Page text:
It was October 28th, 2006 and I was only seven. I was in a little silver car with my mom when I got the news: he died. My Uncle Bernie was gone, he was on a "permanent vacation" as my mom had said. Bernie's death changed my life. I would no longer have yearly trips to his townhouse in New York or ever learn how to make an awesome ring out of a one dollar bill. I'm sure everyone living has lost someone very close to them: a parent, a grandparent, an aunt or maybe even an uncle.
My family was sitting at the small coffee table in my living room discussing a topic way over my head at the time. All I heard was "dead," "Bernie," "New York," and "Halloween." The one thing I understood was that I was staying at my friend B's house in San Francisco while my parents flew to New York for a funeral on the night of Halloween.
Now it was October 31st, the day of Halloween. The butterflies in my stomach morphed into crickets as the car crept closer to B's house. The car halted to a stop and before I knew it my parents were with me at the front door of the house handing me my duffle bag. They hugged me, said they loved me, and quickly hopped into the car. I stared up at the castle B called her house and slowly rang the doorbell.
That night, B was saying "Trick or Treat" with a smile gracing her face while I was slouching behind her grouchily. How could I be happy while my parents were off at Bernie's funeral? I felt sick to my stomach; Bernie was so close to me. I didn't even eat any candy that night. I just curled up in my dad's oversized sleeping bag and cried.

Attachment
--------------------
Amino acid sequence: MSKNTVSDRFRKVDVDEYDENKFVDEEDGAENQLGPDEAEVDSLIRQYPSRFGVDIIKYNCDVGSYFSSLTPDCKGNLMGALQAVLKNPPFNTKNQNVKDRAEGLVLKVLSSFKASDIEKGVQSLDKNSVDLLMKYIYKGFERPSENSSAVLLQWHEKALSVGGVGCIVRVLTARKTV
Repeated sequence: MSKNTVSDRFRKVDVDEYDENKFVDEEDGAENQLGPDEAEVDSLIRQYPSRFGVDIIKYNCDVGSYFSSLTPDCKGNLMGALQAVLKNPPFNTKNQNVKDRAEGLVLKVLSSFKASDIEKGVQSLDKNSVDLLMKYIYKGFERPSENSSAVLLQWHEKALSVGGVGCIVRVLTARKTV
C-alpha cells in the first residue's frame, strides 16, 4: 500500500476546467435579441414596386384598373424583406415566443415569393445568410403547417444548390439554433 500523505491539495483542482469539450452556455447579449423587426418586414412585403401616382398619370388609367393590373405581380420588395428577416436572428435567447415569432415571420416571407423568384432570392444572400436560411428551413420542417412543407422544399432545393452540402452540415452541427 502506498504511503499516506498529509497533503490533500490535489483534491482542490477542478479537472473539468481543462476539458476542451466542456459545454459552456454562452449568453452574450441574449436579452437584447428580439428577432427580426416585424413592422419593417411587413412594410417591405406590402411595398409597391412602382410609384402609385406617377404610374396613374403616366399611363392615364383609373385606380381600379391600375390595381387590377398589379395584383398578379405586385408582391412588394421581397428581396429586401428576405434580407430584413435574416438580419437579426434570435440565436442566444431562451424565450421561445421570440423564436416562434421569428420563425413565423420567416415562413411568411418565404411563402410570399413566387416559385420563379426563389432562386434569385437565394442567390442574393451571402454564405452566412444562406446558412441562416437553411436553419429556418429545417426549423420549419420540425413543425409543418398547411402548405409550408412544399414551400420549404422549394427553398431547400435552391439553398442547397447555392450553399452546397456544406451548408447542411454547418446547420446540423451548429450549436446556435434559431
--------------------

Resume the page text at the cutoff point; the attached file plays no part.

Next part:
I felt a little bit excited when I went to the airport to get my parents-- the high point of the week. I was reluctant to hear about the sad event of Bernie's funeral but they told me anyway. They said the funeral was colorful and amazing, there was singing and dancing, a celebration of Bernie's life. They had all of his favorite foods, and we can't forget his all time favorite drink, orange juice. Knowing that it wasn't just mourning his death, I felt better. But, every year on Halloween, I still feel terrible. I'll always remember the warm fuzzy feeling when Bernie invited me and my mom to stay with him in his large townhouse in New York. I'll never forget anything about my favorite uncle. From his death, I learned to never take anyone or anything for granted.